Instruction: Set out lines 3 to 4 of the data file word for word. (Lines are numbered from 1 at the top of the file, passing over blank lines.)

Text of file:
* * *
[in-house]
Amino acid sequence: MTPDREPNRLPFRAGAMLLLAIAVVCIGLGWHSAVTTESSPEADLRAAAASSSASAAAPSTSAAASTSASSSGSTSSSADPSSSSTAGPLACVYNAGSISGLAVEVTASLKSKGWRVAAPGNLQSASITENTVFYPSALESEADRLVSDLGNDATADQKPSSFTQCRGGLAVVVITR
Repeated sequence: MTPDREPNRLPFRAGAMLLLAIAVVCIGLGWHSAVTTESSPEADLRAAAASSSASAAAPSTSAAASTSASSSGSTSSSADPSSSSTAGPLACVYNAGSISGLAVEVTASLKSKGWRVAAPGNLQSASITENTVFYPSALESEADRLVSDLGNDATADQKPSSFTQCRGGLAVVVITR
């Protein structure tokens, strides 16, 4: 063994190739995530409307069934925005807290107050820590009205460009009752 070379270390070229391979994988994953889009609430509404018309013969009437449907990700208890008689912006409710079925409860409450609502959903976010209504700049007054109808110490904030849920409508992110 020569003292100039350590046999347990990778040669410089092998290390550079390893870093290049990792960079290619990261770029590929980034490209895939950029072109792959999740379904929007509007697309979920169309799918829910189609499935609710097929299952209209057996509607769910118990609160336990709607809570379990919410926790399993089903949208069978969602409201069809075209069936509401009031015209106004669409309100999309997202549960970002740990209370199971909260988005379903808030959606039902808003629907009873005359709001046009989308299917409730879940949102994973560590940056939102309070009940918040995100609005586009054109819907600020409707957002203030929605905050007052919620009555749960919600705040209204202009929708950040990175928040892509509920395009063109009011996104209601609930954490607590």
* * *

Repeated sequence: MTPDREPNRLPFRAGAMLLLAIAVVCIGLGWHSAVTTESSPEADLRAAAASSSASAAAPSTSAAASTSASSSGSTSSSADPSSSSTAGPLACVYNAGSISGLAVEVTASLKSKGWRVAAPGNLQSASITENTVFYPSALESEADRLVSDLGNDATADQKPSSFTQCRGGLAVVVITR
């Protein structure tokens, strides 16, 4: 063994190739995530409307069934925005807290107050820590009205460009009752 070379270390070229391979994988994953889009609430509404018309013969009437449907990700208890008689912006409710079925409860409450609502959903976010209504700049007054109808110490904030849920409508992110 020569003292100039350590046999347990990778040669410089092998290390550079390893870093290049990792960079290619990261770029590929980034490209895939950029072109792959999740379904929007509007697309979920169309799918829910189609499935609710097929299952209209057996509607769910118990609160336990709607809570379990919410926790399993089903949208069978969602409201069809075209069936509401009031015209106004669409309100999309997202549960970002740990209370199971909260988005379903808030959606039902808003629907009873005359709001046009989308299917409730879940949102994973560590940056939102309070009940918040995100609005586009054109819907600020409707957002203030929605905050007052919620009555749960919600705040209204202009929708950040990175928040892509509920395009063109009011996104209601609930954490607590």